- Inés San Martín
- Dec 17, 2017
In three out of four of his overseas trips in 2017, Francis had to measure his words and deeds very carefully, knowing that saying too much — or too little — could have been dangerous.
Although some feared going in that Pope Francis’s Sept. 6-11 trip to Colombia could actually worsen divisions in the country over a controversial peace deal rather than promoting reconciliation, in the end the jubilant swing through four cities felt like a victory lap for the entire nation and its capacity to build a different kind of future.
In remarks to reporters travelling back to Rome from Colombia on Monday, Pope Francis said he hasn’t studied the fine print of U.S. President Donald Trump’s decision to end the DACA program, but in general dividing families isn’t “pro-life” because the family is the “cradle of life.” He also had sharp words for climate change skeptics, saying they should talk to a scientist.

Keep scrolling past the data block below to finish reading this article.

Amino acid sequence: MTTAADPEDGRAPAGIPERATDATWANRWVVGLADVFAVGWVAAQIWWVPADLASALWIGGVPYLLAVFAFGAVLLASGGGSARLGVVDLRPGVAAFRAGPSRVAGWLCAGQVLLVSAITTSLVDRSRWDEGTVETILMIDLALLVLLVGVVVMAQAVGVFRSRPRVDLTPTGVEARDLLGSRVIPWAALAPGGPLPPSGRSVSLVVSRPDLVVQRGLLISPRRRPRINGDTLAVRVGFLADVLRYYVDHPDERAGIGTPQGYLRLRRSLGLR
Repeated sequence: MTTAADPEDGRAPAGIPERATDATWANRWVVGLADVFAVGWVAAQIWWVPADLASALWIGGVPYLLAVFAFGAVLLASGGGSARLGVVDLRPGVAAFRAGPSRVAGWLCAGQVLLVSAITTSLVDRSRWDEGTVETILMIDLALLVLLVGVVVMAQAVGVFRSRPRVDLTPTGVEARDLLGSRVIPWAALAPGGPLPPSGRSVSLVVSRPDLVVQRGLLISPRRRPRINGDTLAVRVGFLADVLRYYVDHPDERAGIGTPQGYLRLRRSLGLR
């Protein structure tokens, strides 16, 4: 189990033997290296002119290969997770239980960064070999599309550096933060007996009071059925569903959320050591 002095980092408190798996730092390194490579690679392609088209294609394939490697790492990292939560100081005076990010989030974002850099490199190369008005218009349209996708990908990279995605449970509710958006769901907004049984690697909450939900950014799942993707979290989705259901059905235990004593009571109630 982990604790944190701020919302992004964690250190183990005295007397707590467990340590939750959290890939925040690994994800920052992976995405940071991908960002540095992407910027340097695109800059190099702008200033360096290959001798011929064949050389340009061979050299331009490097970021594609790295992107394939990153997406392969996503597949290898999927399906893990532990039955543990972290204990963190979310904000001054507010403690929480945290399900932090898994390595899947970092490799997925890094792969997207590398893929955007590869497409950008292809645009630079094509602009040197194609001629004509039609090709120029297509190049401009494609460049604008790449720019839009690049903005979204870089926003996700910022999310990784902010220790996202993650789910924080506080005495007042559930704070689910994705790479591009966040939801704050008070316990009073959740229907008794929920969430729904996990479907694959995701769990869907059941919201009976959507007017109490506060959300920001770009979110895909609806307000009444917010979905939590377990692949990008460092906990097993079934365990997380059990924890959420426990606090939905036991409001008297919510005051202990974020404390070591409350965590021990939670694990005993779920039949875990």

Heading into his Sept. 6-11 trip to Colombia, one major question was whether Pope Francis would use the occasion to address the worsening political and economic crisis in neighboring Venezuela. The pontiff answered that from the outset, using the outbound flight to pray for “beautiful stability” for Venezuela, and he returned to the theme Sunday, saying he prays for a peaceful solution to the country’s “grave crisis.”
Pope Francis on Sunday wrapped up his Sept. 6-11 trip to Colombia, an outing in which he strove mightily to promote peace and reconciliation in a country scarred by a five-decade civil war, in the company of the people he loves the most: The poorest of the poor, including young women who are recovering victims of human trafficking. He told them God teaches through the example of the humble and discarded.
Pope Francis suffered a minor injury on the last day of his Sept. 6-11 trip to Colombia, stumbling in the Popemobile as he was reaching out to a member of the crowd when the vehicle stopped abruptly, and he struck his face against a metal bar. Despite visible bruising and swelling, a spokesman said the pontiff is just fine, and continued his schedule as planned.